The text of Malachi also warns against partiality, wherein a priest picks and chooses what truths he will teach or emphasize. St. Paul said to the elders at Miletus, Therefore I testify to you this day that I am innocent of the blood of all, for I did not shrink from declaring to you the whole counsel of God (Acts 20:26-27). Yes, the whole counsel, the complete truth, is to be taught by the priest.
Malachi rebukes the priests of his day for their partial preaching and, sadly, some of these rebukes must still be made. Encourage your priests when they speak confidently and clearly. Thank them and give them support, even if they challenge you. The job of a priest is not to be popular but to be a prophet. It’s tough work and it doesn’t always bring cheers. But even the prophets need support from the 7000 who have still not bent the knee to Baal or kissed him (cf 1 Kings 19:18). Pray for priests and encourage them to announce the whole counsel of God.
These are some of the sins of the priests that God sets forth. Let us not forget that the world also has many hard-working, dedicated, loyal, and holy priests. Yet, as these texts remind us, too easily priests can lose their way; forgetting the glory of the liturgies they celebrate; referring to their office and the gospel as burdensome; and growing too silent out of either fear or laziness.
Pray for priests!
The Battle: Intolerant Versus Civil Discourse
Was Jesus Intolerant? “You brood of vipers! How can you speak good, when you are evil?” Matthew 12:34
In the Sermon on the Mount, the Lord warns of using uncivil and/or hateful words such as “Raqa” and “fool.” And yet the same Lord Jesus often used very strong language toward some of His opponents, sometimes calling them names such as vipers and hypocrites.
We live in a world that often insists on the use of gentle language and euphemisms. While doing so is not a bad thing, we also tend to manifest a kind of thin-skinned quality and a political correctness that is too fussy about many things, often taking personally what is not meant personally.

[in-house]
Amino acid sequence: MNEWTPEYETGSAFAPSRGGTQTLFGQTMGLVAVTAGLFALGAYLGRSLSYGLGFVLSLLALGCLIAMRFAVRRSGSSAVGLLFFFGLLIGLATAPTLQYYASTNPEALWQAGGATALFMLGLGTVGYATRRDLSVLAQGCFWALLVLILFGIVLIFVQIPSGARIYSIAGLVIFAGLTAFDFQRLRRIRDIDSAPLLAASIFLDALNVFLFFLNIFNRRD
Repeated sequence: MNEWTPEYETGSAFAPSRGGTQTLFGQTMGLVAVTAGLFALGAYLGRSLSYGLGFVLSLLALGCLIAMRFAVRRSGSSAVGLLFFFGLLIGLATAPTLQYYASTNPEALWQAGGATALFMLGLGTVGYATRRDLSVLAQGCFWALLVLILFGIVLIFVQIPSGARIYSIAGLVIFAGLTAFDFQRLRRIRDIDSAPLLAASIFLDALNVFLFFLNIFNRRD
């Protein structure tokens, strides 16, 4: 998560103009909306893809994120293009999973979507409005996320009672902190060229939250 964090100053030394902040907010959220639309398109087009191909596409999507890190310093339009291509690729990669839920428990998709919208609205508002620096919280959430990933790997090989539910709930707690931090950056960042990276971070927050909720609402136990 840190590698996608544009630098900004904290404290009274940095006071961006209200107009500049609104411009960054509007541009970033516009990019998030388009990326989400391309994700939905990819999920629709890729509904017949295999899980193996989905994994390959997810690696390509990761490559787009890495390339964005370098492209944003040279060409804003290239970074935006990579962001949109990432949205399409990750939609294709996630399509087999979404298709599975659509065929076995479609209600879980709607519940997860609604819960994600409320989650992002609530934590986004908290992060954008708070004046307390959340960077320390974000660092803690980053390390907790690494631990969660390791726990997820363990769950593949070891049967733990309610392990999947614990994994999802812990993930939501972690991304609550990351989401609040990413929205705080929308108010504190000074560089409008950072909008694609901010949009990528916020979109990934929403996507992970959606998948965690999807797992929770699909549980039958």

What is the overall teaching of Scripture when it comes to this sort of colorful language? Are there some limits and ground rules? Let’s take a look.
The word “civility” dates back to the mid-16th century and has an older meaning that referred to one who possessed the quality of having been schooled in the humanities. In academic settings, debate (at least historically) was governed by a tendency to be nuanced, careful, cautious, formal, and trained in rhetoric. Its rules often included referring to one’s opponents with honorary titles (Doctor, Professor, etc.) and euphemisms such as “my worthy opponent.” Hence as the word has entered into common usage, it has come to mean speech or behavior that is polite, courteous, gentle, and measured.
As one might guess, there are a lot of cultural variances in what is considered to be civil. And this insight is very important when we look at the biblical data on what constituted civil discourse. Frankly, the biblical world was far less dainty about discourse than we have become in 21st-century America. The Scriptures, including the New Testament, are filled with vigorous discourse. Jesus, for example, really mixes it up with His opponents—even calling them names. We shall see more of this in a moment. But the Scriptures also counsel charity and warn of unnecessarily angry speech. In the end, a balance of the scriptural witness to civility must be sought along with an appreciation of the cultural variables at work.
Let’s examine a few of the texts that counsel charity as well as a modern and American notion of civility:
Words from a wise man’s mouth are gracious, but a fool is consumed by his own lips (Eccl 10:12).
The quiet words of the wise are more to be heeded than the shouts of a ruler of fools (Eccles 9:17).
Anyone who says to his brother, “Raqa” is answerable to the Sanhedrin. But anyone who says, “You fool!” will be in danger of the fire of hell (Matt 5:22).
Do not let any unwholesome talk come out of your mouths, but only what is helpful for building others up according to their needs, that it may benefit those who listen (Eph 4:29).
Fathers, do not provoke your children, lest they become discouraged (Col 3:21).
With the tongue we praise our Lord and Father, and with it we curse men, who have been made in God’s likeness. Out of the same mouth come praise and cursing. My brothers, this should not be (James 3:9-10).
Everyone should be quick to listen, slow to speak, and slow to become angry (James 1:19).